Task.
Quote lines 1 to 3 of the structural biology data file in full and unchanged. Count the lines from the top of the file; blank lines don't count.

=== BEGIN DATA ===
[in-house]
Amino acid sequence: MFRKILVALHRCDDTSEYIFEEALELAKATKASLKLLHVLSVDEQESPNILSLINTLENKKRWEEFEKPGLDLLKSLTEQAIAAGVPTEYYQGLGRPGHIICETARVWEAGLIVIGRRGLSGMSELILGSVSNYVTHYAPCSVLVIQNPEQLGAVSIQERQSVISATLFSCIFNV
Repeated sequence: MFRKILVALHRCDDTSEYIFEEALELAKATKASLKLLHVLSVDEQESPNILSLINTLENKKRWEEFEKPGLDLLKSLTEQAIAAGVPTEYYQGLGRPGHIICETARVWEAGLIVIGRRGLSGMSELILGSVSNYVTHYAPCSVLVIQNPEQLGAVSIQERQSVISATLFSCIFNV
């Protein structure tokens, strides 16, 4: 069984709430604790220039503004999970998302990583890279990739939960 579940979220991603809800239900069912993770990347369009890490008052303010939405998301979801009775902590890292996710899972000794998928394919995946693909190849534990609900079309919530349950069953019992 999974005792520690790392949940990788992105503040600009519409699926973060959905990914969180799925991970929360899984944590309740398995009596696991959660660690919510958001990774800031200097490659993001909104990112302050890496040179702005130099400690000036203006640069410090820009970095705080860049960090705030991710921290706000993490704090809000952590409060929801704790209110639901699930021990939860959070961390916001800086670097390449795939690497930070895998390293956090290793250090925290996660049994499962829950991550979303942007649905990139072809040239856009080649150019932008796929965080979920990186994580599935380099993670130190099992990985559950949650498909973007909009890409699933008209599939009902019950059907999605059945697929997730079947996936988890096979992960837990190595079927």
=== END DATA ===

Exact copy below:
[in-house]
Amino acid sequence: MFRKILVALHRCDDTSEYIFEEALELAKATKASLKLLHVLSVDEQESPNILSLINTLENKKRWEEFEKPGLDLLKSLTEQAIAAGVPTEYYQGLGRPGHIICETARVWEAGLIVIGRRGLSGMSELILGSVSNYVTHYAPCSVLVIQNPEQLGAVSIQERQSVISATLFSCIFNV
Repeated sequence: MFRKILVALHRCDDTSEYIFEEALELAKATKASLKLLHVLSVDEQESPNILSLINTLENKKRWEEFEKPGLDLLKSLTEQAIAAGVPTEYYQGLGRPGHIICETARVWEAGLIVIGRRGLSGMSELILGSVSNYVTHYAPCSVLVIQNPEQLGAVSIQERQSVISATLFSCIFNV